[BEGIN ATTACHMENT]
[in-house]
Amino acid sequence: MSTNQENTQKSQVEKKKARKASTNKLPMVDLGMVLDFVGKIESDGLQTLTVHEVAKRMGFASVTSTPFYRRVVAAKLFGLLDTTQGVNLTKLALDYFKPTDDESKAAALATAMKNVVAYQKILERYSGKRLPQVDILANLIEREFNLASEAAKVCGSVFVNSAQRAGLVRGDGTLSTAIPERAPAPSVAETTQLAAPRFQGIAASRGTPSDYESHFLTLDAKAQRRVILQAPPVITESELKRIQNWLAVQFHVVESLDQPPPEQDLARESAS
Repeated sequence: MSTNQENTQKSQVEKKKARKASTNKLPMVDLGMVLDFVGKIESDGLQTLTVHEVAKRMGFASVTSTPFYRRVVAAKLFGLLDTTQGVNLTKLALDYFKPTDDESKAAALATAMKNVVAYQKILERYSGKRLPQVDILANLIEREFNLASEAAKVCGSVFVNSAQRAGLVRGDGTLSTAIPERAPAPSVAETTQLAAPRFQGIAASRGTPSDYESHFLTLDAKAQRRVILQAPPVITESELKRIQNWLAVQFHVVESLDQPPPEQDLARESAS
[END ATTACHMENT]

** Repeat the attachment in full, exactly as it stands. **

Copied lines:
[in-house]
Amino acid sequence: MSTNQENTQKSQVEKKKARKASTNKLPMVDLGMVLDFVGKIESDGLQTLTVHEVAKRMGFASVTSTPFYRRVVAAKLFGLLDTTQGVNLTKLALDYFKPTDDESKAAALATAMKNVVAYQKILERYSGKRLPQVDILANLIEREFNLASEAAKVCGSVFVNSAQRAGLVRGDGTLSTAIPERAPAPSVAETTQLAAPRFQGIAASRGTPSDYESHFLTLDAKAQRRVILQAPPVITESELKRIQNWLAVQFHVVESLDQPPPEQDLARESAS
Repeated sequence: MSTNQENTQKSQVEKKKARKASTNKLPMVDLGMVLDFVGKIESDGLQTLTVHEVAKRMGFASVTSTPFYRRVVAAKLFGLLDTTQGVNLTKLALDYFKPTDDESKAAALATAMKNVVAYQKILERYSGKRLPQVDILANLIEREFNLASEAAKVCGSVFVNSAQRAGLVRGDGTLSTAIPERAPAPSVAETTQLAAPRFQGIAASRGTPSDYESHFLTLDAKAQRRVILQAPPVITESELKRIQNWLAVQFHVVESLDQPPPEQDLARESAS